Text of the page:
Diet and Health: There is always an... - Advanced Prostate...

Advanced Prostate Cancer

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Diet and Health


There is always an ongoing conversation regarding health and diet. And opinions on the subject are endless. A lot of us are keeping an open mind, but are skeptical about giving up some of the foods we love without some real scientific evidence that it would make us healthier. After all, we've already given up so much with this disease. For me, food is one of great pleasures of human life, something I have a much deeper appreciation for now than before the cloud over my head arrived.

Here's an article I read on the subject. Most of you probably won't be surprised at the conclusion which is basic knowledge: "A diet of minimally processed foods close to nature, predominantly plants, is decisively associated with health promotion and disease prevention." I think a lot of people are trying to overcomplicate this simple truth: nature is very good at producing things that are nutritious and healthy to eat.

This is encouraging news for me because I really enjoy eating those kinds of foods already. So don't overthink your diet, it's really not complicated.

Here's the link if you want to read it:

12 Replies

The whole diet and cancer controversy is sometimes overwhelming. Every time I eat I wonder if it is going to benefit me or feed the cancer cells. Truth be known it does both. Cancer cells are still cells and take nourishment from healthy food too. I miss the days where I could eat anything and never give it a thought. I did at one time eat like an idiot and have since cleaned that up after being diagnosed. It does help your immune system and helps to prevent weight gain while on hormone therapy. Though sometimes I miss being a glutton I actually feel much better about myself eating right and have learned to enjoy it. Feeling good can be as important as anything and keeping your body nourished while on the treatments we face is vital. When I am asked what kind of diet am I on my reply is always that I just try and eat healthy.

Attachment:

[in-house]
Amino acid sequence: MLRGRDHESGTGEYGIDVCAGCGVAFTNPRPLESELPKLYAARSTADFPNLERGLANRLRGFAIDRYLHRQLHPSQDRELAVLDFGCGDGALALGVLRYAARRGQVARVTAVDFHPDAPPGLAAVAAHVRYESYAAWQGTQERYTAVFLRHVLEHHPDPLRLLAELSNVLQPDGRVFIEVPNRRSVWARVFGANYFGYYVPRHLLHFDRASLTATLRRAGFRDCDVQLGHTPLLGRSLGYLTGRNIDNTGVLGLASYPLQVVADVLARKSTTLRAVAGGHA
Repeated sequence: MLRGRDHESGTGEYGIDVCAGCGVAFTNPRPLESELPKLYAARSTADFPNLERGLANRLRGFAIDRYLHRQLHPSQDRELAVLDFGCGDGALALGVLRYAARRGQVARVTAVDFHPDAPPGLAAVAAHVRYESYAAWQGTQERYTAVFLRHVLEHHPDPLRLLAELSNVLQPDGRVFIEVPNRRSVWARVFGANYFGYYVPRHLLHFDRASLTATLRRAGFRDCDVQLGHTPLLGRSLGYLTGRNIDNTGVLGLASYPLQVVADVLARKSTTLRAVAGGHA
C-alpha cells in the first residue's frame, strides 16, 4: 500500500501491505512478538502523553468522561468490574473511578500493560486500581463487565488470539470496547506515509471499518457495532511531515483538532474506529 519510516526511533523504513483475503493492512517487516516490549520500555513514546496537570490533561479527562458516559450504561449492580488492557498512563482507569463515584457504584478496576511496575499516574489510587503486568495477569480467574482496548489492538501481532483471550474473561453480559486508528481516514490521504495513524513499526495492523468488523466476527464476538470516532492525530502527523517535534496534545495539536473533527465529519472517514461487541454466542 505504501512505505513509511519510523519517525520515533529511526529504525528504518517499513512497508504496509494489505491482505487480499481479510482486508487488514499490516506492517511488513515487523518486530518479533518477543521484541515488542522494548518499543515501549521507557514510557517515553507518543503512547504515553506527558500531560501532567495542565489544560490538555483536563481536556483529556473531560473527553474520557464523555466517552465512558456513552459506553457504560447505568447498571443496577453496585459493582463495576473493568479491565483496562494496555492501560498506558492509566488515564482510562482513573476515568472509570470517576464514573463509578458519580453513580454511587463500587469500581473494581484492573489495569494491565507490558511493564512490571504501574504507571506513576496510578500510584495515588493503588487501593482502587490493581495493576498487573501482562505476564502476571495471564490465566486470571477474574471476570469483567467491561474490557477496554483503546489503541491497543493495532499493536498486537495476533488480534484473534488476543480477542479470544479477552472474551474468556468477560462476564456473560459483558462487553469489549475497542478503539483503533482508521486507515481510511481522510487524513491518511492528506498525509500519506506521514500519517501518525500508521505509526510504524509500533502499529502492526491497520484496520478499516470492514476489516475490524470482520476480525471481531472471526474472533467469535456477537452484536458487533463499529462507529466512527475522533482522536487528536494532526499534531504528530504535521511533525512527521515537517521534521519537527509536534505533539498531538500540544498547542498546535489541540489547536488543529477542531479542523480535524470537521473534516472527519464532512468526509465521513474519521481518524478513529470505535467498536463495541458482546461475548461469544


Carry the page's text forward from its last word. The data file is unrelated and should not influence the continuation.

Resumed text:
gregg57 in reply to Dayatatime

Sounds like you are doing the right thing: making reasonable changes to your diet based on what we already know. The good thing is that we can eat healthy and still enjoy delicious foods. I've found that the two aren't mutually exclusive. But I'm still not entirely giving up some things that are not healthy such as bacon. Not having them very often will just have to be good enough.

Hidden in reply to gregg57

BACON, best part of the pig. Hmmm...

gregg57 in reply to Hidden

Bacon today, because tomorrow you might get by hit by car.

Hidden in reply to gregg57

Pork bellies are through the freakin roof, up, up, and away...Really.

I was puzzled by this:

"Katz and Meller wrote, "if Paleolithic eating is loosely interpreted to mean a diet based mostly on meat, no meaningful interpretation of health effects is possible." They note that the composition of most meat in today's food supply is not similar to that of mammoth meat, and that most plants available during the Stone Age are today extinct. (Though it wouldn't surprise me to learn that Paleo extremists are crowd-funding a Jurassic Park style experiment to bring them back.)"

My understanding of the Paleo diet is simply that it is pre-industrial scale farming. No dairy - which turns out to be very sensible for men with PCa - & no great dependence on wheat, etc.

Does anyone expect those on a Paleo diet to be foraging in the wild? Let alone looking for mammoth meat? There is nothing in the vegetable department of a supermarket that is excluded by Paleo as I understand the term. & none of it would be familiar to my paleo forbears.

For PCa, my only suggestion would be to limit starchy vegetables, but to eat as many vegetables as you want. Nuts can be used to get fat up to 40%. There is no need to gorge on meat. I certainly couldn't do it.

Where did Katz get the idea that Paleo=mostly meat? Is he confusing it with Atkins Phase 1?

For meat, game would suit me, but here in America I can't buy game. I can get hold of farmed versions, where there is a lot of corn & soy in the diet. What's the point? I think that men in the U.K. can buy game from their local butcher. & I don't believe that feedlots have totally taken over in the U.K. beef industry.

The comment about "Paleo extremists" is snide & suggests extreme prejudice. In my foray into the Paleo literature, I don't think I have ever come across a "Paleo extremist".


gregg57 in reply to pjoshea13

They do kind of pick on Paleo Diet people unfairly. There's quite a wide interpretation of what a "paleolithic diet" really means. They do point out the good things about it in the article: Minimization of processed foods. Emphasis on natural plant food and lean meats.

To me, the broader concept is again to avoid the processing that humans have done to foods and go back to a time when people only ate foods as they existed in nature. For example, animals weren't fed antibiotics and growth hormones, larded with extra fat. Plants weren't genetically modified, stripped of a lot of their nutritious value by various processes, preserved with chemicals, etc. I'm sure that there are extremists in every kind of diet, just like religions have their fundamentalists. I just ignore the subjective value judgments about theoretical extremists. It's best to just take what's good and leave the rest.